Myanmar: ‘Arbitrary arrest’ and ‘torture’ still widespread in Burma: UN

    The United Nations on Saturday raised concern over the Burmese army’s “arbitrary arrest and torture” of men accused of being Kachin rebels, and urged further efforts to end hostilities in the far north.
    UN special rapporteur on rights in Burma Tomas Ojea Quintana welcomed recent talks in China aimed at stopping the unrest in Kachin state that has undermined wider political improvements in the former pariah nation.
    But he stressed the impact on local communities of the heavy fighting, which has displaced tens of thousands since a 17-year ceasefire between the army and rebel Kachin Independence Army (KIA) in broke down in June 2011.
    Following a visit to the prison in state capital Myitkyina, Quintana said he was “concerned about the ongoing practice of arbitrary arrest and torture during interrogation by the military of Kachin men accused of belonging” to the KIA.
    The envoy, who was speaking as he concluded a wide-ranging visit to Burma Saturday, said a large military presence in Kachin has meant that “serious human rights violations” continue.
    The Burma government last month announced a unilateral ceasefire but the violence went on, with government troops capturing a key outpost and edging closer to the rebels’ headquarters near the Chinese border.
    Talks in China earlier this month were seen as only a limited step by the Kachin, who are fighting for greater autonomy and want negotiations to address their demands for more political rights.
    A further round of talks involving other Burma ethnic groups are set to begin in northern Thailand in the coming days.
    The government of reformist President Thein Sein, which took power following the end of decades of junta rule in 2011, has reached tentative ceasefires with most major ethnic rebel groups.
    But around a dozen rounds of talks with the Kachin have failed to quell the violence.
    Quintana said camps for thousands of people forced to flee their homes were becoming “permanent as the conflict goes unresolved”, adding humanitarian access remained a “challenge” despite a recent government decision to allow a UN convoy to deliver relief to rebel-held areas.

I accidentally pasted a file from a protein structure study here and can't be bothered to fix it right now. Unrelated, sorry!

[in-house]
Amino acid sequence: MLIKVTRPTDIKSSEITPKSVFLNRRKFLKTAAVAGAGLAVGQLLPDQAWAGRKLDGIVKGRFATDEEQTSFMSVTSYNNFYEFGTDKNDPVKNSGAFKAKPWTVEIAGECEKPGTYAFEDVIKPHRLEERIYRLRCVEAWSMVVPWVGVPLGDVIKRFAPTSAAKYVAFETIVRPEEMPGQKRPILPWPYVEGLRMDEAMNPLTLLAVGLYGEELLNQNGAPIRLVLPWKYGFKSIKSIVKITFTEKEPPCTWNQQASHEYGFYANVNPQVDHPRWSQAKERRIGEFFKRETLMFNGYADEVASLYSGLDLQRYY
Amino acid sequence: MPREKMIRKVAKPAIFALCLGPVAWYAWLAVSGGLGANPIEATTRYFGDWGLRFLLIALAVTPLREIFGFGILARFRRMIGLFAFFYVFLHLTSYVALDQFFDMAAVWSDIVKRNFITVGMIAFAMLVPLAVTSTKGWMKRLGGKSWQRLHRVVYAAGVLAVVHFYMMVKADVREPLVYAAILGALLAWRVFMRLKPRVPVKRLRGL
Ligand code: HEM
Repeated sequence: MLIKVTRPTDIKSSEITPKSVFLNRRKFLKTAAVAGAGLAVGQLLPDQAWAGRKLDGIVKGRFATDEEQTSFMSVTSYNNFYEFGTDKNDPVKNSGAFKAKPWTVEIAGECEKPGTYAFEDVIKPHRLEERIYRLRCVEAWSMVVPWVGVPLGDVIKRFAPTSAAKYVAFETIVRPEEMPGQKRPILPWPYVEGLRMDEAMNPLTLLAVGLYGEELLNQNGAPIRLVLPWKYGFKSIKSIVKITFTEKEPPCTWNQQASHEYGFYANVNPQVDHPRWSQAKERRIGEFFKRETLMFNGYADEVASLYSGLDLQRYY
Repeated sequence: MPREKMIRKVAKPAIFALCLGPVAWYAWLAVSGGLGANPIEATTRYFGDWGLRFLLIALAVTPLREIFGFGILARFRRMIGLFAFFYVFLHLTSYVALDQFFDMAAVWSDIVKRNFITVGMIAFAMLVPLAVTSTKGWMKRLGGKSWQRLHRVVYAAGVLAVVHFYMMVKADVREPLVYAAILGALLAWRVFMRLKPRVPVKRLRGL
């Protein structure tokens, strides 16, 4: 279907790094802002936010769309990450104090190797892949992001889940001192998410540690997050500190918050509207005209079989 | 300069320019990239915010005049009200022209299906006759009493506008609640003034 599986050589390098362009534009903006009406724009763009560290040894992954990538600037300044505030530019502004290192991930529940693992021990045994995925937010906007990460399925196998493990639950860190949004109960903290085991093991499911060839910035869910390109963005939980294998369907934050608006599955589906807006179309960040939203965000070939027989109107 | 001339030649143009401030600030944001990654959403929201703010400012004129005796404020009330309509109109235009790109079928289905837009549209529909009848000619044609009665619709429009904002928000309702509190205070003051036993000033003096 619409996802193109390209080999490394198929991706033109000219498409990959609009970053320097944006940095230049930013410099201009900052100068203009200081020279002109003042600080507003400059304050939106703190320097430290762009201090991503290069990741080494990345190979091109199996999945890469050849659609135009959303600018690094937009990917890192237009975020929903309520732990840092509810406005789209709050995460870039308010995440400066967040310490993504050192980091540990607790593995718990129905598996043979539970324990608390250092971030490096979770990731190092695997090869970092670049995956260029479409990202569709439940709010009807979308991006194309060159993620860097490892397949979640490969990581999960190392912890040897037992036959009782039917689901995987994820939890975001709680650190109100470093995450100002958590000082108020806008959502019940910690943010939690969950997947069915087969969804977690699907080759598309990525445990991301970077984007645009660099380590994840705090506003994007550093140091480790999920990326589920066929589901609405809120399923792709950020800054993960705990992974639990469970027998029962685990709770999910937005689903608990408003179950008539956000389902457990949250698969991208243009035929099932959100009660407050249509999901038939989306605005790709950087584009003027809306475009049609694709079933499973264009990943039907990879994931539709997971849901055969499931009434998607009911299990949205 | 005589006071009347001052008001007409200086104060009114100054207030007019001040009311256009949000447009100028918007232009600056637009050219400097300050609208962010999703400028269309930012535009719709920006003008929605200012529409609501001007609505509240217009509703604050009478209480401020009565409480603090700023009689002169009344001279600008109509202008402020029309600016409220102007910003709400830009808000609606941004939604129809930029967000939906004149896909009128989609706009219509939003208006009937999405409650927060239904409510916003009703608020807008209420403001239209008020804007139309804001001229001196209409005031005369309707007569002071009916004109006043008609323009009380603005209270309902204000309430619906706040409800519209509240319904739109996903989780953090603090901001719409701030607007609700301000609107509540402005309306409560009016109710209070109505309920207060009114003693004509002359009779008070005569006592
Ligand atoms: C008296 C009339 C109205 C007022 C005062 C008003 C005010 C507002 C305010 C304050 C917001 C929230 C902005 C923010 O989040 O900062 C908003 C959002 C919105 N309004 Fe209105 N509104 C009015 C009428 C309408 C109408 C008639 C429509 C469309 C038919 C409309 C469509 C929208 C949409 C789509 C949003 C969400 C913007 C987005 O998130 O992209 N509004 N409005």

He also addressed the ongoing crisis in Burma’s western Arakan state, where two bouts of clashes between local Buddhists and a stateless Muslim minority last year displaced over 125,000 people.
    Quintana described one of the camps for Rohingya Muslims as akin to “a prison” and urged the government to address the issue of freedom of movement, which prevents locals from working and earning a livelihood.
    “The camps cannot become permanent settlements for the communities,” he warned, adding that  humanitarian access to Muslim camps, which continues to be hampered by local hostility towards international aid workers, must be improved.
    The UN rapporteur also condemned the government’s ongoing incarceration of political prisoners across the country, as well as allegations of widespread torture and abuse inside Burma’s notorious jails.
    “I am particularly concerned by the situation in Buthidaung prison in northern Rakhine [Arakan] state, on which I have received serious allegations that Muslim prisoners have been tortured and beaten to death.”
    It follows the release of statistics, which suggest that at least 68 Rohingya prisoners – accused of inciting last year’s sectarian clashes — have died in custody.
    Source: Democratic Voice of Burma